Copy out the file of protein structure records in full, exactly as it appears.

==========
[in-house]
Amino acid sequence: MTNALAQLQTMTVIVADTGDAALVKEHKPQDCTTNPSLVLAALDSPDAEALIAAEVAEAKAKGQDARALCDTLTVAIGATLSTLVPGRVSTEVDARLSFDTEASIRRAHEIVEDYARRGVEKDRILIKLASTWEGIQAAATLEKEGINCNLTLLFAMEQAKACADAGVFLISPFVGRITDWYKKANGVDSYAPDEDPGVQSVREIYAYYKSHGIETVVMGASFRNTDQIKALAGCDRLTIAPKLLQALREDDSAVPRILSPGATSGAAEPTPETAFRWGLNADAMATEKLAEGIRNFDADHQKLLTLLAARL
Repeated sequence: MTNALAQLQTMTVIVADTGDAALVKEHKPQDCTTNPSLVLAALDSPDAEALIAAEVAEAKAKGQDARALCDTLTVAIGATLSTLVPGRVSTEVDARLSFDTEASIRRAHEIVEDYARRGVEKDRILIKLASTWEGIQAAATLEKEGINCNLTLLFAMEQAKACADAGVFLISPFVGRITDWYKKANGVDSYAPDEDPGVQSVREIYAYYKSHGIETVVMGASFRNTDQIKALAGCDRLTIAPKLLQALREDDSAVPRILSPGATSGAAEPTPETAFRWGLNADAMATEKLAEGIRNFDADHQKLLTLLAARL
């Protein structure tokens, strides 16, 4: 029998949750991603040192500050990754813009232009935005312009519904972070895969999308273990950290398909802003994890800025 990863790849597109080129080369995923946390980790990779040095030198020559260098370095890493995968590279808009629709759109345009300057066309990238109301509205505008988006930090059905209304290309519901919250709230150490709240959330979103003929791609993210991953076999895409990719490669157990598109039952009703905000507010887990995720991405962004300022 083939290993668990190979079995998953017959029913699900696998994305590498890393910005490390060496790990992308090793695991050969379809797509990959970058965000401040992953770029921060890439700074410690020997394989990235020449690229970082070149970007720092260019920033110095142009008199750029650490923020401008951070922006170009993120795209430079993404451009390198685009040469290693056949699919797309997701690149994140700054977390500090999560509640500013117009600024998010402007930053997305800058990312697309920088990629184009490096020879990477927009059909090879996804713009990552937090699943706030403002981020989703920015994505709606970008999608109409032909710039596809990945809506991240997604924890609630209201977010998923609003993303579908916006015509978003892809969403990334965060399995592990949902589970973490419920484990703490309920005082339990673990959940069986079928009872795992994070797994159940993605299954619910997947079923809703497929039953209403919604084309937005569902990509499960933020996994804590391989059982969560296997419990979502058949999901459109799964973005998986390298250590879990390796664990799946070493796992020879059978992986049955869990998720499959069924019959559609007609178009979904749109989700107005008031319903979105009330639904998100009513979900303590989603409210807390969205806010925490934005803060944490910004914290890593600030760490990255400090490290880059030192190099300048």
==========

[in-house]
Amino acid sequence: MTNALAQLQTMTVIVADTGDAALVKEHKPQDCTTNPSLVLAALDSPDAEALIAAEVAEAKAKGQDARALCDTLTVAIGATLSTLVPGRVSTEVDARLSFDTEASIRRAHEIVEDYARRGVEKDRILIKLASTWEGIQAAATLEKEGINCNLTLLFAMEQAKACADAGVFLISPFVGRITDWYKKANGVDSYAPDEDPGVQSVREIYAYYKSHGIETVVMGASFRNTDQIKALAGCDRLTIAPKLLQALREDDSAVPRILSPGATSGAAEPTPETAFRWGLNADAMATEKLAEGIRNFDADHQKLLTLLAARL
Repeated sequence: MTNALAQLQTMTVIVADTGDAALVKEHKPQDCTTNPSLVLAALDSPDAEALIAAEVAEAKAKGQDARALCDTLTVAIGATLSTLVPGRVSTEVDARLSFDTEASIRRAHEIVEDYARRGVEKDRILIKLASTWEGIQAAATLEKEGINCNLTLLFAMEQAKACADAGVFLISPFVGRITDWYKKANGVDSYAPDEDPGVQSVREIYAYYKSHGIETVVMGASFRNTDQIKALAGCDRLTIAPKLLQALREDDSAVPRILSPGATSGAAEPTPETAFRWGLNADAMATEKLAEGIRNFDADHQKLLTLLAARL
């Protein structure tokens, strides 16, 4: 029998949750991603040192500050990754813009232009935005312009519904972070895969999308273990950290398909802003994890800025 990863790849597109080129080369995923946390980790990779040095030198020559260098370095890493995968590279808009629709759109345009300057066309990238109301509205505008988006930090059905209304290309519901919250709230150490709240959330979103003929791609993210991953076999895409990719490669157990598109039952009703905000507010887990995720991405962004300022 083939290993668990190979079995998953017959029913699900696998994305590498890393910005490390060496790990992308090793695991050969379809797509990959970058965000401040992953770029921060890439700074410690020997394989990235020449690229970082070149970007720092260019920033110095142009008199750029650490923020401008951070922006170009993120795209430079993404451009390198685009040469290693056949699919797309997701690149994140700054977390500090999560509640500013117009600024998010402007930053997305800058990312697309920088990629184009490096020879990477927009059909090879996804713009990552937090699943706030403002981020989703920015994505709606970008999608109409032909710039596809990945809506991240997604924890609630209201977010998923609003993303579908916006015509978003892809969403990334965060399995592990949902589970973490419920484990703490309920005082339990673990959940069986079928009872795992994070797994159940993605299954619910997947079923809703497929039953209403919604084309937005569902990509499960933020996994804590391989059982969560296997419990979502058949999901459109799964973005998986390298250590879990390796664990799946070493796992020879059978992986049955869990998720499959069924019959559609007609178009979904749109989700107005008031319903979105009330639904998100009513979900303590989603409210807390969205806010925490934005803060944490910004914290890593600030760490990255400090490290880059030192190099300048």